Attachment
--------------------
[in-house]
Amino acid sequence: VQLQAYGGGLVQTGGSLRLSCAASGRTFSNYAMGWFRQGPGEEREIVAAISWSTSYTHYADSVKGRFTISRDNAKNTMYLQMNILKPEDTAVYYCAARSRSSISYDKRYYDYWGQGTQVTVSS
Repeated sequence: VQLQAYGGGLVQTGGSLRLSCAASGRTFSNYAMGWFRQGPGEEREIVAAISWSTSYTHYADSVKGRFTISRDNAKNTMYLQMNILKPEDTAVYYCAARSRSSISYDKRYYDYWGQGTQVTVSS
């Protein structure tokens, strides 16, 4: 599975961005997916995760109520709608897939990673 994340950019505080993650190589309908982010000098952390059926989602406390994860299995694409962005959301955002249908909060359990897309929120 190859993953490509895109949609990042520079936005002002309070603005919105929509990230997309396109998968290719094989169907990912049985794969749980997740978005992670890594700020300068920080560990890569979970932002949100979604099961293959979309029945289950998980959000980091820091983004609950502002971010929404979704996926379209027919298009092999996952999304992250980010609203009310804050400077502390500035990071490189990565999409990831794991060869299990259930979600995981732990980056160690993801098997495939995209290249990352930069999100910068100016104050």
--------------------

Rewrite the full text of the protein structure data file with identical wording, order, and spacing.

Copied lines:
[in-house]
Amino acid sequence: VQLQAYGGGLVQTGGSLRLSCAASGRTFSNYAMGWFRQGPGEEREIVAAISWSTSYTHYADSVKGRFTISRDNAKNTMYLQMNILKPEDTAVYYCAARSRSSISYDKRYYDYWGQGTQVTVSS
Repeated sequence: VQLQAYGGGLVQTGGSLRLSCAASGRTFSNYAMGWFRQGPGEEREIVAAISWSTSYTHYADSVKGRFTISRDNAKNTMYLQMNILKPEDTAVYYCAARSRSSISYDKRYYDYWGQGTQVTVSS
């Protein structure tokens, strides 16, 4: 599975961005997916995760109520709608897939990673 994340950019505080993650190589309908982010000098952390059926989602406390994860299995694409962005959301955002249908909060359990897309929120 190859993953490509895109949609990042520079936005002002309070603005919105929509990230997309396109998968290719094989169907990912049985794969749980997740978005992670890594700020300068920080560990890569979970932002949100979604099961293959979309029945289950998980959000980091820091983004609950502002971010929404979704996926379209027919298009092999996952999304992250980010609203009310804050400077502390500035990071490189990565999409990831794991060869299990259930979600995981732990980056160690993801098997495939995209290249990352930069999100910068100016104050």